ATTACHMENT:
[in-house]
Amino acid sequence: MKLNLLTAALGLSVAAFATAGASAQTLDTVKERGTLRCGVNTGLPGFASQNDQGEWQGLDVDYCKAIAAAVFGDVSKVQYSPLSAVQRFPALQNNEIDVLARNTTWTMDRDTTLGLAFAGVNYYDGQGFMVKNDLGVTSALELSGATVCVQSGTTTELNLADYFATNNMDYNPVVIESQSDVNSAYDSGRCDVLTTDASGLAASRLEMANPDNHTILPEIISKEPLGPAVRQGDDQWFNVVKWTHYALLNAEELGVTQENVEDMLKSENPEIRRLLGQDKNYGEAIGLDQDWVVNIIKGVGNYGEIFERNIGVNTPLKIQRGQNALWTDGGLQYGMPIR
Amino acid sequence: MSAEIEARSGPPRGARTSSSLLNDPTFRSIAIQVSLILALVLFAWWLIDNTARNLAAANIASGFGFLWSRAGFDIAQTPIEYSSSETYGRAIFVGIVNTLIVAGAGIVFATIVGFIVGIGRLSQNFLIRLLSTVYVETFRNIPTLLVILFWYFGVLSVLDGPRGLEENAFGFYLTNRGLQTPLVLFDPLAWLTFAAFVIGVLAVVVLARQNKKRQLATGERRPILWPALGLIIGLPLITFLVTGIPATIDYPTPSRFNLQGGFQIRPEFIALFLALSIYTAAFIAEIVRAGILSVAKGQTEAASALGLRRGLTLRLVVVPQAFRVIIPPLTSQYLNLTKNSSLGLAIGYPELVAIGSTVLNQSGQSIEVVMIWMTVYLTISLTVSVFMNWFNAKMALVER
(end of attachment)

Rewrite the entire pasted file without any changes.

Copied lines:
[in-house]
Amino acid sequence: MKLNLLTAALGLSVAAFATAGASAQTLDTVKERGTLRCGVNTGLPGFASQNDQGEWQGLDVDYCKAIAAAVFGDVSKVQYSPLSAVQRFPALQNNEIDVLARNTTWTMDRDTTLGLAFAGVNYYDGQGFMVKNDLGVTSALELSGATVCVQSGTTTELNLADYFATNNMDYNPVVIESQSDVNSAYDSGRCDVLTTDASGLAASRLEMANPDNHTILPEIISKEPLGPAVRQGDDQWFNVVKWTHYALLNAEELGVTQENVEDMLKSENPEIRRLLGQDKNYGEAIGLDQDWVVNIIKGVGNYGEIFERNIGVNTPLKIQRGQNALWTDGGLQYGMPIR
Amino acid sequence: MSAEIEARSGPPRGARTSSSLLNDPTFRSIAIQVSLILALVLFAWWLIDNTARNLAAANIASGFGFLWSRAGFDIAQTPIEYSSSETYGRAIFVGIVNTLIVAGAGIVFATIVGFIVGIGRLSQNFLIRLLSTVYVETFRNIPTLLVILFWYFGVLSVLDGPRGLEENAFGFYLTNRGLQTPLVLFDPLAWLTFAAFVIGVLAVVVLARQNKKRQLATGERRPILWPALGLIIGLPLITFLVTGIPATIDYPTPSRFNLQGGFQIRPEFIALFLALSIYTAAFIAEIVRAGILSVAKGQTEAASALGLRRGLTLRLVVVPQAFRVIIPPLTSQYLNLTKNSSLGLAIGYPELVAIGSTVLNQSGQSIEVVMIWMTVYLTISLTVSVFMNWFNAKMALVER